Duncan Campbell Men's snowboard cross 1:16.68 32 DNF 1:16.68 37 5 Did not advance

Qualification legend: FA – Qualify to medal round; FB – Qualify to consolation round

Speed skating[edit]

Individual
Athlete Event Race
Time Rank
Reyon Kay Men's 1500 m 1:47.81 26
Peter Michael Men's 1500 m 1:46.39 14
Men's 5000 m 6:14.07 4
Mass start
Athlete Event Semifinal Final
Points Time Rank Points Time Rank
Reyon Kay Men's mass start 0 9:17.99 12 Did not advance
Peter Michael 60 7:55.10 1 Q 0 7:49.33 15
Team pursuit
Athlete Event Quarterfinal Semifinal Final
Opposition
Time
Rank Opposition
Time
Rank Opposition
Time
Rank
Shane Dobbin
Reyon Kay
Peter Michael
Men's team pursuit  Norway (NOR)
L 3:41.18
4 Q  South Korea (KOR)
L 3:39.53
2 FB  Netherlands (NED)
L 3:43.54
4

See also[edit]

References[edit]

  1. ^ "Opening Ceremony Flagbearers - Olympic Winter Games, PyeongChang 2018" (PDF). olympic.org. International Olympic Committee (IOC). 9 February 2018. Retrieved 10 February 2018.
  2. ^ "NZ Team Recognises Medallists Ahead of Closing Ceremony". New Zealand Olympic Committee. 25 February 2018.
  3. ^ "Strategic Plan 2017-2020" (PDF). High Performance Sport New Zealand. Retrieved 11 February 2018.
  4. ^ Norquay, Kevin (22 February 2018). "2018 Winter Olympics: Meet the high-flying 16-year-olds who made New Zealand proud". Stuff. Retrieved 24 February 2018.
  5. ^ "Alice Robinson to be New Zealand's youngest ever Winter Olympian at age 16". Stuff.
  6. ^ a b "Nico Porteous joins brother in team for Winter Olympics, history beckon". Stuff.co.nz. 24 October 2017. Retrieved 25 October 2017.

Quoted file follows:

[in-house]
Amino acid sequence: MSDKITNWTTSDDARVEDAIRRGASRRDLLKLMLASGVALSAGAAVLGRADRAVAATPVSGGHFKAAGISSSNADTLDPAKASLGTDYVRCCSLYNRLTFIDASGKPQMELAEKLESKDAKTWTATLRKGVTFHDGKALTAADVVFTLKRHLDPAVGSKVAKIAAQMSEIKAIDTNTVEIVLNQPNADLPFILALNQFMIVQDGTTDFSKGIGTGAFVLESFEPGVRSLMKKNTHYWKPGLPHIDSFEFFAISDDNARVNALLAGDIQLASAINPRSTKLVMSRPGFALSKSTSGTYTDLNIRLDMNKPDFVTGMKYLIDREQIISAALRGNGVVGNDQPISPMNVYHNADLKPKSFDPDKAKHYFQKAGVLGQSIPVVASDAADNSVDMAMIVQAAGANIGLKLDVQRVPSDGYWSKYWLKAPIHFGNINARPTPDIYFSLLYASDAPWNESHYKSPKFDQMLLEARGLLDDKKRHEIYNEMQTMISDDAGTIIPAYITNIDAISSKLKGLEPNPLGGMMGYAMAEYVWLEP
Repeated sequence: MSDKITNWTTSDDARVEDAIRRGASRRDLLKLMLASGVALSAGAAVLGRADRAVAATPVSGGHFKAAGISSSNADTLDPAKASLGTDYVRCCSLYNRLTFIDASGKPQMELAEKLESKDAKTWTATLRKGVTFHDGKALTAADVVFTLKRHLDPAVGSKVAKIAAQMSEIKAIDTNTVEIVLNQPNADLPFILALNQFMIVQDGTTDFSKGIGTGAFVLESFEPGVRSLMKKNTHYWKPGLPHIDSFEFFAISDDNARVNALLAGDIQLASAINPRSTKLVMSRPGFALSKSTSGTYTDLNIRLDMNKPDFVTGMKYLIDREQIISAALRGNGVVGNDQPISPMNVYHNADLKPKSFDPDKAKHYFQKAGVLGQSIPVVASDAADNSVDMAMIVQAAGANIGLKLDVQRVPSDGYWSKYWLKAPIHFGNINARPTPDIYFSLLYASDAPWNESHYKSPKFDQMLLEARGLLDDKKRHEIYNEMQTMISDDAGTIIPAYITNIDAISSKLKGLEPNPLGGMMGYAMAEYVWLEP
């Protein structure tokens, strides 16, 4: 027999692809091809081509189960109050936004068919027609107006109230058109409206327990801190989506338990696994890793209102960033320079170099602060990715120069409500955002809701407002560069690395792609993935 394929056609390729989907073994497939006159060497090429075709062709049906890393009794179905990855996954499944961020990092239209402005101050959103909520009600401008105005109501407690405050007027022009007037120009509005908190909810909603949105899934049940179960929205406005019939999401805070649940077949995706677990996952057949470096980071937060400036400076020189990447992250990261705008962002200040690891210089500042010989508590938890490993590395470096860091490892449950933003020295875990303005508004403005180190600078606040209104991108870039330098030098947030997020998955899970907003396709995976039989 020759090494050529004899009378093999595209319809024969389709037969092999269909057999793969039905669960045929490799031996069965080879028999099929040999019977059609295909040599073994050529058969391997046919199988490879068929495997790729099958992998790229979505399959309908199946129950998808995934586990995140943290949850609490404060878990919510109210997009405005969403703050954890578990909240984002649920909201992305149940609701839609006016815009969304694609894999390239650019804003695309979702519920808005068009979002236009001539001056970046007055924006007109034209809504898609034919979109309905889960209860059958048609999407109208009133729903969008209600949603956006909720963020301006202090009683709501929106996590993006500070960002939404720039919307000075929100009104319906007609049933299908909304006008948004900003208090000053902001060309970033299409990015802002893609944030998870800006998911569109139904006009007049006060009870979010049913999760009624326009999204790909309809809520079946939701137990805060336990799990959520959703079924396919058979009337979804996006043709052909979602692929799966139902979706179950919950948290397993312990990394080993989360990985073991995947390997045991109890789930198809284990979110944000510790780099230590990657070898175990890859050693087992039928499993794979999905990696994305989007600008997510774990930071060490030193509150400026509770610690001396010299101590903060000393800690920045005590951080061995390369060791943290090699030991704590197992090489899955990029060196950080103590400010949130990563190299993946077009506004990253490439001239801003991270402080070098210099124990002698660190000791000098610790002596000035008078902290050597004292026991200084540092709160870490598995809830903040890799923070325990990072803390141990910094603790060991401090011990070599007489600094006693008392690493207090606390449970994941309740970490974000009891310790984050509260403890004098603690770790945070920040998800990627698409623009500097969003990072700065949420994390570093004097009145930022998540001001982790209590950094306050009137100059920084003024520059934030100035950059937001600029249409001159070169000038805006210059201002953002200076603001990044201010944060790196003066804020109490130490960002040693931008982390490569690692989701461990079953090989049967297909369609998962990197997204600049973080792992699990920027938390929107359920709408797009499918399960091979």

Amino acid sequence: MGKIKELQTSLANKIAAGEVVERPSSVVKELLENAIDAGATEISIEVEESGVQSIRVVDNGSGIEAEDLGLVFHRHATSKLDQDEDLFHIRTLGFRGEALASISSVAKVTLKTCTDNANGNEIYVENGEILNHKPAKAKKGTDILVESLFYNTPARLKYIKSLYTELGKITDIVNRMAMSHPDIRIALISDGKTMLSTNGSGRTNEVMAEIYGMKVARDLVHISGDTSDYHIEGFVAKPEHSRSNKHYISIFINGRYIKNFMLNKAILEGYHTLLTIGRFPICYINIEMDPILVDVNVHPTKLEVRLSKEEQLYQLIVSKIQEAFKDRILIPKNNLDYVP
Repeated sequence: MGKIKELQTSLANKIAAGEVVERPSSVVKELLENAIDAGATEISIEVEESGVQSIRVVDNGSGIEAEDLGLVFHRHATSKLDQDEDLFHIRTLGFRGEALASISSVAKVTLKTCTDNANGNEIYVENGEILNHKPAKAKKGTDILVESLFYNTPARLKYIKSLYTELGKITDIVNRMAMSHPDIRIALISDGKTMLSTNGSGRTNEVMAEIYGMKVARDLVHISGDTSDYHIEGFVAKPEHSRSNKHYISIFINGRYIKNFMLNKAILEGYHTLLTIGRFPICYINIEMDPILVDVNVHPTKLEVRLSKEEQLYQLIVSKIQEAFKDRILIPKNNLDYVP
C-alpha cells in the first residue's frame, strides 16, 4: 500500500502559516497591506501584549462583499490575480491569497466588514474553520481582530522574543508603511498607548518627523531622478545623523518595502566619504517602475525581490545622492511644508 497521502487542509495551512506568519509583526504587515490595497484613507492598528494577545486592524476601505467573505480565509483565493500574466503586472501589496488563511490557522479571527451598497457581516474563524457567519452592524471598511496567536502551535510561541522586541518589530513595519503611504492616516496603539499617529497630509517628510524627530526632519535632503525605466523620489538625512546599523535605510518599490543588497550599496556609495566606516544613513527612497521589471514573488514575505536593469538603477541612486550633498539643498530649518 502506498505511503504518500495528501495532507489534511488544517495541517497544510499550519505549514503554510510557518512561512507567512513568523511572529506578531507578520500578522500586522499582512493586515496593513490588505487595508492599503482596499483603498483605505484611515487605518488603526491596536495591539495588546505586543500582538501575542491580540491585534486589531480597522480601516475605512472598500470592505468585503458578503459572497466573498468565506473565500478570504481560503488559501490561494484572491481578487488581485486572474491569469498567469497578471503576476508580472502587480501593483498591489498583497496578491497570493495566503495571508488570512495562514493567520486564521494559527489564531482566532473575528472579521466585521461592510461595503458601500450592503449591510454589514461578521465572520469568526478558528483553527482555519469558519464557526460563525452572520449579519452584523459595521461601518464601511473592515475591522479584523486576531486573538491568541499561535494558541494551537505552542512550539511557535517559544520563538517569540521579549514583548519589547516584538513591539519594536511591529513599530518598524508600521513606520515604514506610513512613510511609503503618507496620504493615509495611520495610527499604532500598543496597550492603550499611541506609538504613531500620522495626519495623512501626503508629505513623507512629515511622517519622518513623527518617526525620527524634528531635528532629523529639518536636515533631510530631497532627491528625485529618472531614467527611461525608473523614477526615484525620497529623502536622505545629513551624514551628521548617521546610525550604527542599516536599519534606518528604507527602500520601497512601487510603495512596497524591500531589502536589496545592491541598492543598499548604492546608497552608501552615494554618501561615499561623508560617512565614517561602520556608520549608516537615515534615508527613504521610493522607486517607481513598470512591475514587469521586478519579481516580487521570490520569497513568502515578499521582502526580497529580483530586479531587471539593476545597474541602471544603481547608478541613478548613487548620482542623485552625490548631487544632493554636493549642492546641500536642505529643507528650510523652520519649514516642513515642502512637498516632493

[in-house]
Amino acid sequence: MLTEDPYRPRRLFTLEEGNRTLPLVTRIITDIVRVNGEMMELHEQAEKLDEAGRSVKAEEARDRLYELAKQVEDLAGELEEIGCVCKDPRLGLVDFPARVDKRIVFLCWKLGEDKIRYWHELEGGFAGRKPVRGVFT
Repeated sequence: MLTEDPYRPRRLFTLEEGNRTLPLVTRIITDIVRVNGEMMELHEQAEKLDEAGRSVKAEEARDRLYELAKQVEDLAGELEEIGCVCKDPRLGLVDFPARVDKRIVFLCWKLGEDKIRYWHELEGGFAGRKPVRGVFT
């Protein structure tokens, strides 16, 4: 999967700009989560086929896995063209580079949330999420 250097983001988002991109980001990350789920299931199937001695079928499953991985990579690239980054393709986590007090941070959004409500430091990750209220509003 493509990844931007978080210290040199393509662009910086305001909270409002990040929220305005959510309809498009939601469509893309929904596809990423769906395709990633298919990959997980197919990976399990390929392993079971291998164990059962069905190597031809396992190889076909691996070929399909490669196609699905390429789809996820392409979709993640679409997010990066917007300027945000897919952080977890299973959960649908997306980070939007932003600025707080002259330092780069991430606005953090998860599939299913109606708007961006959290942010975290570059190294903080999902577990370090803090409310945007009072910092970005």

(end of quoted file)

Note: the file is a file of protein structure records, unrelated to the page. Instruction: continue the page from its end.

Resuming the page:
7. ^ "Wells brothers added to Winter Olympics team". Radio New Zealand. 8 November 2017.
  8. ^ "Two more Wells brothers added to NZ Winter Olympics team". Retrieved 16 January 2018 – via TVNZ.
  9. ^ "Jossi Wells withdraws from Winter Olympics team". 9 January 2018. Retrieved 9 January 2018.
  10. ^ "Quota Allocation PyeongChang Olympic Winter Games 2018 - Men's Skeleton - IBSF 14 January 2018" (PDF). www.ibsf.org. International Bobsleigh and Skeleton Federation (IBSF). 15 January 2018. Retrieved 15 January 2018.
  11. ^ "Skeleton racer Rhys Thornbury named in New Zealand Winter Olympics team". www.stuff.co.nz/. Fairfax New Zealand Limited. 15 January 2018. Retrieved 21 January 2018.
  12. ^ "Women's slopestyle qualification canceled". Reuters. 11 February 2018. Retrieved 11 February 2018.
  13. ^ "2018 Winter Olympics: Kiwi snowboarder Tiarn Collins dislocates shoulder on eve". Stuff. Retrieved 12 February 2018.
  14. ^ "Winter Olympics: Kiwi snowboarder Tiarn Collins ruled out of Winter Olympics". 12 February 2018 – via www.nzherald.co.nz.